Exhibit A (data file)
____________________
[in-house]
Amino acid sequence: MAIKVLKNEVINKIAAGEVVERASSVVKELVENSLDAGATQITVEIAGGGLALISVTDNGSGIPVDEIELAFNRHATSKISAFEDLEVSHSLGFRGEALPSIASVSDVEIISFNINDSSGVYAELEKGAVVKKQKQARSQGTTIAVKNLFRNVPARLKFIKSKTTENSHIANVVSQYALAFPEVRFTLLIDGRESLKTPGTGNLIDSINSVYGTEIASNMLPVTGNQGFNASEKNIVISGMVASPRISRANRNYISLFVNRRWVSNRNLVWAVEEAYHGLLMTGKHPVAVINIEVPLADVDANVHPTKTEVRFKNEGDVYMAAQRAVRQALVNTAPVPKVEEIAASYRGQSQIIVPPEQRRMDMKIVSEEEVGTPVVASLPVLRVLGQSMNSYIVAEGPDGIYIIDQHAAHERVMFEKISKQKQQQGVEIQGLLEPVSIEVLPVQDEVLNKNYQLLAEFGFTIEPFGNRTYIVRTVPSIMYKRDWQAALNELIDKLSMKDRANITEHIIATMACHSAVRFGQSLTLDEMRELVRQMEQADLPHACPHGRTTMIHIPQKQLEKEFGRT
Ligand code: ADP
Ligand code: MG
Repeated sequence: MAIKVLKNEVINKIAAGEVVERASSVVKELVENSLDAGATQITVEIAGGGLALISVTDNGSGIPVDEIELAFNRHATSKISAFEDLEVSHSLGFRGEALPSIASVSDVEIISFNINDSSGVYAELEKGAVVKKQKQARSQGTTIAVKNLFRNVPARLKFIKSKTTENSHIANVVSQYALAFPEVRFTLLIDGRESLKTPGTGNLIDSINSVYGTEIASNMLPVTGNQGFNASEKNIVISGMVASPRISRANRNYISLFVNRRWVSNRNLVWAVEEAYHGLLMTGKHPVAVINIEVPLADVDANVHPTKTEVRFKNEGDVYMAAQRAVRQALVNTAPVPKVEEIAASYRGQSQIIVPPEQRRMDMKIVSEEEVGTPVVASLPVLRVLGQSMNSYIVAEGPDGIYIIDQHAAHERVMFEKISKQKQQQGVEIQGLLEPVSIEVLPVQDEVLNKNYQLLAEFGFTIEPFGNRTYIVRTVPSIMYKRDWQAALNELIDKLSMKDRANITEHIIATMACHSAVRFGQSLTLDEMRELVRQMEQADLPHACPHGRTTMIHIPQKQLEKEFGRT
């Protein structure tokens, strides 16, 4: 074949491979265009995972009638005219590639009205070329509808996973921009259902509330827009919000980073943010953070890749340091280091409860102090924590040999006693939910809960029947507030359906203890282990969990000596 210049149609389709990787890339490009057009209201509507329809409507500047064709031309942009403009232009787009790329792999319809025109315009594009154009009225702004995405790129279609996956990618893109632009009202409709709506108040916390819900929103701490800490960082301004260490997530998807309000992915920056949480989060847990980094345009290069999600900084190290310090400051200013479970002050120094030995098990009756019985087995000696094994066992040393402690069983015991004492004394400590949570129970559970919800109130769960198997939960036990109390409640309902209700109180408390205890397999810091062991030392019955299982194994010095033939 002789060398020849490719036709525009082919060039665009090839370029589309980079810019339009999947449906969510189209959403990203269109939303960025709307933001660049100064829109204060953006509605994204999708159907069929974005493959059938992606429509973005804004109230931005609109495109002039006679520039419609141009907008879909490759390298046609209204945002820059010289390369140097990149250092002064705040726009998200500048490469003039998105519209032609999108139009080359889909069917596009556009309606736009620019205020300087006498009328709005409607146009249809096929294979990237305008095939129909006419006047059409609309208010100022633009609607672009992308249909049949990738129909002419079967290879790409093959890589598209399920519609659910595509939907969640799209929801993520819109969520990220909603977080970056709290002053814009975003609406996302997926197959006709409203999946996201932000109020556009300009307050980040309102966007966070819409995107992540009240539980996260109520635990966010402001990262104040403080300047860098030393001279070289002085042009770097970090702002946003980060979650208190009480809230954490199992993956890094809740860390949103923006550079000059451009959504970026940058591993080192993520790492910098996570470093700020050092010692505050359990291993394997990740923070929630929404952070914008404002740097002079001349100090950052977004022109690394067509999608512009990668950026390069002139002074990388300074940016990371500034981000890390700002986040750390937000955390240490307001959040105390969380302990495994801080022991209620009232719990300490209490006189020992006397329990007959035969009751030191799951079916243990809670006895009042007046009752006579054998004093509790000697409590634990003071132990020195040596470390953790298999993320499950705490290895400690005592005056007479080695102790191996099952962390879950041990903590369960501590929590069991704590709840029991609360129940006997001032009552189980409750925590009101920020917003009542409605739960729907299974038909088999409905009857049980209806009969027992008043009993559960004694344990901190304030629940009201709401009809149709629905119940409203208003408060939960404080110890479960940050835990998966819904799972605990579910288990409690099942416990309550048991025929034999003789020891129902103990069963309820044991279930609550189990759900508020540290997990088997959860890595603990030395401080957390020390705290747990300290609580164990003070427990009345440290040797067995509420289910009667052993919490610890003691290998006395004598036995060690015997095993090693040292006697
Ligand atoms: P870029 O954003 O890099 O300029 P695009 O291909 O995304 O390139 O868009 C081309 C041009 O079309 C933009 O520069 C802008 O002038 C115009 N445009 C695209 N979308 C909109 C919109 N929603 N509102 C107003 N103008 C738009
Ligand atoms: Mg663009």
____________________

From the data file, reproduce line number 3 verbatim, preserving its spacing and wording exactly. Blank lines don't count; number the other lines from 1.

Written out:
Ligand code: ADP